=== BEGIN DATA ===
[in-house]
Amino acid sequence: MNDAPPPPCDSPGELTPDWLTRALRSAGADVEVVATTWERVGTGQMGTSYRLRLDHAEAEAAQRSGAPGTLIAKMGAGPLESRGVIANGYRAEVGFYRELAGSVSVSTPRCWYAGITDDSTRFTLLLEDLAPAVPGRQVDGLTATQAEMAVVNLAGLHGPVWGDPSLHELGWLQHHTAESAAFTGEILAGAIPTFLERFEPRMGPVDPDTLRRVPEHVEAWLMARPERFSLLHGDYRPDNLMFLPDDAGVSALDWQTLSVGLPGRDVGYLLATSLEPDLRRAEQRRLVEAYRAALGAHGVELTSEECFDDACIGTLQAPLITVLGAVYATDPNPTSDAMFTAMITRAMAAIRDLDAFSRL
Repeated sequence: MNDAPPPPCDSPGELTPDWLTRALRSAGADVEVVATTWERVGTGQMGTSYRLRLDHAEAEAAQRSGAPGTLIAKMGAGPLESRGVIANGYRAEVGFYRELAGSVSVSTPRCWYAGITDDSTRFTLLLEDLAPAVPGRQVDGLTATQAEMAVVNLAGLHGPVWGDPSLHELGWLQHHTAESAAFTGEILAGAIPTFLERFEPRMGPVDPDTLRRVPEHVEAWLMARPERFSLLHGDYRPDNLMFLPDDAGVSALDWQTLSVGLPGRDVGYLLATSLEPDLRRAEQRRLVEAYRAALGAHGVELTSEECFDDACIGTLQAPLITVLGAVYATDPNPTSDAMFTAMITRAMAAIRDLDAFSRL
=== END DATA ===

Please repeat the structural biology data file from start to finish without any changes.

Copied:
[in-house]
Amino acid sequence: MNDAPPPPCDSPGELTPDWLTRALRSAGADVEVVATTWERVGTGQMGTSYRLRLDHAEAEAAQRSGAPGTLIAKMGAGPLESRGVIANGYRAEVGFYRELAGSVSVSTPRCWYAGITDDSTRFTLLLEDLAPAVPGRQVDGLTATQAEMAVVNLAGLHGPVWGDPSLHELGWLQHHTAESAAFTGEILAGAIPTFLERFEPRMGPVDPDTLRRVPEHVEAWLMARPERFSLLHGDYRPDNLMFLPDDAGVSALDWQTLSVGLPGRDVGYLLATSLEPDLRRAEQRRLVEAYRAALGAHGVELTSEECFDDACIGTLQAPLITVLGAVYATDPNPTSDAMFTAMITRAMAAIRDLDAFSRL
Repeated sequence: MNDAPPPPCDSPGELTPDWLTRALRSAGADVEVVATTWERVGTGQMGTSYRLRLDHAEAEAAQRSGAPGTLIAKMGAGPLESRGVIANGYRAEVGFYRELAGSVSVSTPRCWYAGITDDSTRFTLLLEDLAPAVPGRQVDGLTATQAEMAVVNLAGLHGPVWGDPSLHELGWLQHHTAESAAFTGEILAGAIPTFLERFEPRMGPVDPDTLRRVPEHVEAWLMARPERFSLLHGDYRPDNLMFLPDDAGVSALDWQTLSVGLPGRDVGYLLATSLEPDLRRAEQRRLVEAYRAALGAHGVELTSEECFDDACIGTLQAPLITVLGAVYATDPNPTSDAMFTAMITRAMAAIRDLDAFSRL